• In our Heights neighborhood the City says to drain the property to the ditches. However some people don’t maintain their ditches or they bootleg illegal parking pads w/o culverts thus blocking the ditches. After over 100 years of taxes you would think we could get curbs and widen the streets to current codes.

  • So, the Dry Heightsers have realized that nobody likes bluenoses. So they’re posing as Concerned City Planners.

  • This process of seeking petitions has already shown what a bad neighbor H-E-B aspires to be. I will not be signing and I will be voting a resounding – NO!
    Keep the Heights fun and dry and residential and quirky.
    Don’t expect us to bend over for a chain supermarket.

  • The smashing has begun! Heavy machinery is on site, and the bricks are crumbling down. Where are the Friends of Heights Fiesta? Aren’t these bricks special enough to be saved???

  • @Heights neighbor, but would you bend over for a non-chain organic and socially conscious farm to table super market???

  • HEB will invest money to build a grocery store that will sell wine and beer just like Kroger, and other stores already in the area. HEB meat dept and their deli are 100% better foods, and more efficient than the 2 Krogers. Love their salad bar, fruit juicer too. It’s become comical, and predictable, the usual Heights self appointed taste police tell everyone else what they want done, what to build, how it should look, what color, what to eat, or telling people to take Metro bus but these uppity folks don’t take buses, or walk. They’ll report a person as suspicious on Nextdoor for walking on a street if your’re deemed a poorly dressed dude, it goes on, and on.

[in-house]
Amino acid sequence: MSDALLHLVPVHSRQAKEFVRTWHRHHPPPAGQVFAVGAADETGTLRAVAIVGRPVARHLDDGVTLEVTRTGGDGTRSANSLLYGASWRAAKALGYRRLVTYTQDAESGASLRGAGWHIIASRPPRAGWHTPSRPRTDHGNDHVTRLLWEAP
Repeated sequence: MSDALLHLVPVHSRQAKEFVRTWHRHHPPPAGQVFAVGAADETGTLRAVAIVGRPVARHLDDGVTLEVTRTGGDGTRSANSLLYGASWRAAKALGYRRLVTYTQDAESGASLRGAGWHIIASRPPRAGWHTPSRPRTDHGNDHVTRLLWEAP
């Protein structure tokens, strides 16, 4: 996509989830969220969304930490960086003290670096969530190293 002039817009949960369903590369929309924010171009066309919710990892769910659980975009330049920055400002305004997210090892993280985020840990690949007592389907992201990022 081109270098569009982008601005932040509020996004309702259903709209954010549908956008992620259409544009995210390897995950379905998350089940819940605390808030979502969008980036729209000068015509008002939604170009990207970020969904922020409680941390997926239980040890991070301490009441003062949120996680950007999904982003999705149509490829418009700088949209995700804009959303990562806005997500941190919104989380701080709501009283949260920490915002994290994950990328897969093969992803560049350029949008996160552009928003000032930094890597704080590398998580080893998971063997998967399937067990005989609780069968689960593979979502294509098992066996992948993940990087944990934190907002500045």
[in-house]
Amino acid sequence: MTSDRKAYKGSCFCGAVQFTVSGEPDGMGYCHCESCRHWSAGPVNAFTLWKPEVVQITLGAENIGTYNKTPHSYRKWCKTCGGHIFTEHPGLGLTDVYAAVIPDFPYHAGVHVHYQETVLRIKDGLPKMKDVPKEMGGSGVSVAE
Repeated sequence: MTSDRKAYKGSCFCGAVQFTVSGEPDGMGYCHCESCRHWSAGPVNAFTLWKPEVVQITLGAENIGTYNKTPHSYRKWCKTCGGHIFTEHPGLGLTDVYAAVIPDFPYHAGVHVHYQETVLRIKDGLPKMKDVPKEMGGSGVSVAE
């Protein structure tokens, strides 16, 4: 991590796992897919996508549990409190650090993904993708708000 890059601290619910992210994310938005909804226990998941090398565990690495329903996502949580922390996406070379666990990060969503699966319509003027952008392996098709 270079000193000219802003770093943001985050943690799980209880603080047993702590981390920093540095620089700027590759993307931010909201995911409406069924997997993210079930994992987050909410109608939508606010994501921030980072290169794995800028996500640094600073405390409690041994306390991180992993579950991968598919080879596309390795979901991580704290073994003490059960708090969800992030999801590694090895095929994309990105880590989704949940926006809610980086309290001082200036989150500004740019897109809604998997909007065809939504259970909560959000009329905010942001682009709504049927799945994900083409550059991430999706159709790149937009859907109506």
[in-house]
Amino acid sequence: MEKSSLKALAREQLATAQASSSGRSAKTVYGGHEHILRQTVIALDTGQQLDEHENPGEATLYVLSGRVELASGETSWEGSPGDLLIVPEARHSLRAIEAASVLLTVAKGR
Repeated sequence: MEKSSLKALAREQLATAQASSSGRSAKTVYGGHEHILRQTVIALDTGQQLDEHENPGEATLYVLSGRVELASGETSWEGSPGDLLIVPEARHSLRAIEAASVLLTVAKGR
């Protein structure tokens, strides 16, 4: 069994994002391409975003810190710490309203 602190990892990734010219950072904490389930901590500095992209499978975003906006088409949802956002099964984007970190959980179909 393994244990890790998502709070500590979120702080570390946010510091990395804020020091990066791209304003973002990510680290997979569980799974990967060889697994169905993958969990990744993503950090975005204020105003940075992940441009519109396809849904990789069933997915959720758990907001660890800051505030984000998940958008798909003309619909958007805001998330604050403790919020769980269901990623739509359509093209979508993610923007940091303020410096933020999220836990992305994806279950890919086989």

• “Keep the Heights fun and dry and residential and quirky.”

    ^ Are you even reading what you type?

  • I have an idea. HEB wants a variance to build in this small dry area where some approve of this and many do not. Why HEB cannot build outside of the area is beyond me. They are already planning one at Heights and Washington that will be built.

    Here is my proposal: to all of the people who live in Woodland Heights and Norhill – if you repeal all of your historic and deed restrictions, the dry area will consider doing the same. I read on here and Nextdoor from sooooo many people that live in these two areas bashing the residents of the dry area that are against the change and yet you have more safety nets in place than any surrounding area. Pot, meet kettle. Allow the David Weekly’s and Terry Fisher’s into your backyard and maybe the dry area will allow MORE alcohol sales. The fear has never been about HEB, the fear is once the law is repealed that convenience stores will pop up everywhere due to lack of zoning and then hey why not just repeal the whole thing so bars can be on every corner. Your move Norhill and Woodland Heights. Let them build it east of Studewood in your hood. We’d love a HEB too.

  • Huh? What do deed restrictions regarding size and setback of residential buildings have to do with commercial properties?

    We had a Fiesta (that had a pretty excellent wine selection) in Norhill at 14th. We all loved it, but the land value increased so much they sold out. It’s a senior apartment complex now.

    In Woodland Heights we have 1 “Stop and Rob” convenience store at Beauchamp and Bayland (which also has a pretty decent wine selection – do you see a pattern here?). Everything else is localized to the more natural habitat of White Oak or Studewood. I enjoy being able to walk over to Premium Draught and fill a growler to take home and enjoy later. Oddly enough, many times when I go over there, there are hordes of children running rampant at Antidote next door while their parents enjoy a beverage of their choice. How is this destroying our neighborhood?

    And we unfortunately have had our share of interactions with Terry Fisher. Have you not seen the monstrosity he built on Morrison? It’s like some horrible combo of a Red Roof Inn and a prison.